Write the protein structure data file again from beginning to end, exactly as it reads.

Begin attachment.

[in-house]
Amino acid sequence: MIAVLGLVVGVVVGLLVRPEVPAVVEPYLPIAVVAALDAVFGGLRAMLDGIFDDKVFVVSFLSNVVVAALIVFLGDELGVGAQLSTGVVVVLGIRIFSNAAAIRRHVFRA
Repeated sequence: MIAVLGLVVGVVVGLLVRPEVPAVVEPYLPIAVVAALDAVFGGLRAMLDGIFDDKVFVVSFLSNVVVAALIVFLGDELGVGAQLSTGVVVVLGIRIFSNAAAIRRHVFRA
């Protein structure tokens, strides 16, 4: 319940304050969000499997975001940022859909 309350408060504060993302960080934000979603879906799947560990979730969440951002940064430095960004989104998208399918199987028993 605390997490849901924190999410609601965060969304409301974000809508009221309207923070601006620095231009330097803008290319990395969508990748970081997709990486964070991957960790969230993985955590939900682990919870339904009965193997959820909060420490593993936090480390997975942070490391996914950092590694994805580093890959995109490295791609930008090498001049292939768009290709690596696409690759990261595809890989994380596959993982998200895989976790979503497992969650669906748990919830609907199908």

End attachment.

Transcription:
[in-house]
Amino acid sequence: MIAVLGLVVGVVVGLLVRPEVPAVVEPYLPIAVVAALDAVFGGLRAMLDGIFDDKVFVVSFLSNVVVAALIVFLGDELGVGAQLSTGVVVVLGIRIFSNAAAIRRHVFRA
Repeated sequence: MIAVLGLVVGVVVGLLVRPEVPAVVEPYLPIAVVAALDAVFGGLRAMLDGIFDDKVFVVSFLSNVVVAALIVFLGDELGVGAQLSTGVVVVLGIRIFSNAAAIRRHVFRA
């Protein structure tokens, strides 16, 4: 319940304050969000499997975001940022859909 309350408060504060993302960080934000979603879906799947560990979730969440951002940064430095960004989104998208399918199987028993 605390997490849901924190999410609601965060969304409301974000809508009221309207923070601006620095231009330097803008290319990395969508990748970081997709990486964070991957960790969230993985955590939900682990919870339904009965193997959820909060420490593993936090480390997975942070490391996914950092590694994805580093890959995109490295791609930008090498001049292939768009290709690596696409690759990261595809890989994380596959993982998200895989976790979503497992969650669906748990919830609907199908």